Brought to you by Sunday Scribblings
When I was a kid the whole wide world was contained in the confines of our small town. It held everything we could ever wish for. It was the 1960's and the world was still slightly innocent and wholly uncorrupted. Life was bicycle rides, snow days, idyllic days at the local swimming pool, Halloween without razor blades but nickles given out by the ex-Governor of the state along with home made popcorn balls, walking downtown to purchase a cherry coke, the corner grocery store with penny candy jars,gigantic leaf piles we could burn in town and kick ball games in the lone empty lot in the neighborhood.
It was okay to jump on your bike and truck several miles across town. My brother tells of an ongoing BB gun game where he and several of his buddies would dress in layers and layers of padding and chase each other around town for target practice. Life was good. We felt safe and unthreatened. Except maybe by the Russians dropping the bomb on us, even then we were well educated at school on how to survive a nuclear attack (squatting under your school desk...what if you are st home? Bomb shelters.)
There were several places you had to beware of. Like the park downtown. That is where the "bums" hung out. Bums were bad and to be avoided at all costs. Naturally we always flocked to the park when ever we could on the look out for the these deviant bums. I never saw one. I never met another kid who did either. I have to think that maybe once upon a time some kid got flashed or something similar.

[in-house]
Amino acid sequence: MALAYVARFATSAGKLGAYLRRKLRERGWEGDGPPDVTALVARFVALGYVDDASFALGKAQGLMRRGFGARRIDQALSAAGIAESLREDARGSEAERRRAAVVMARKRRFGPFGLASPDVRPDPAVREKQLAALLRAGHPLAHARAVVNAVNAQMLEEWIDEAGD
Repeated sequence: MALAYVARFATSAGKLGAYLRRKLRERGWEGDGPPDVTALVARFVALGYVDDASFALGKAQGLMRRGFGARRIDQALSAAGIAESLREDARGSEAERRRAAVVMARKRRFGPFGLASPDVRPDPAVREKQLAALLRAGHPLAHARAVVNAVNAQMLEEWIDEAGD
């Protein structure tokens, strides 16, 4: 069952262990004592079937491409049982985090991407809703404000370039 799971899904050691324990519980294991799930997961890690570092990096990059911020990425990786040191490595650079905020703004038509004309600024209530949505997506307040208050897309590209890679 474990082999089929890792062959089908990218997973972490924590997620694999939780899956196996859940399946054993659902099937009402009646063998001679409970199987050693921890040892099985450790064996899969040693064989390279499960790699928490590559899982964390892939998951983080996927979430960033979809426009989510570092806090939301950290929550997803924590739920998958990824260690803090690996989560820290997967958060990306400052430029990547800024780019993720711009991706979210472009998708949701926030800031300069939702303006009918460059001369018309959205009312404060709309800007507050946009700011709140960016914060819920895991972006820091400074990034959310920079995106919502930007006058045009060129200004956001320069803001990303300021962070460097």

But, the worst of the worst, never to go, always FORBIDDEN and off limits, and you got your butt spanked but good if you got caught at this mother of all evil places in my home town........
THE TUNNEL! (as viewed from the church!!!!)
The tunnel was an abandoned train track that went under main street. The tracks were removed and the jungle had taken over.
The temptation was so powerful that resistance was impossible. The tunnel was next to the small Catholic school I attended. An entrance to the top of the tunnel was directly accessible across the street, next to the church, on the corner where we waited for the afternoon buses to take us home.
How many times and how many hundreds of kids climbed on top of the forbidden curved dome of the top, lay down and dangle their heads over and look into the black dank smelly cavern of doom and destruction. The darkness promised adventure and hidden treasure. No kids ever fell over that I ever heard of, and I would have heard.
To access the tunnel you had to enter the abandoned track by the old depot located a block from Main Street. The homes on Broadway backed up to the overgrown train track. Many eyes followed you if you attempted to approach the opening from that angle. The only way to make an unobserved approach was to slide down the back (because the bank to the track bed became steeper as you drew closer) was at Flea's house. (His parents worked).
There were bugs, albino crayfish, spiders and poison ivy, and a drainage hole that dripped and spewed chilly clear water at all times.
If it were not forbidden, it would have been ignored. But the forbidden part....Oh how sweet.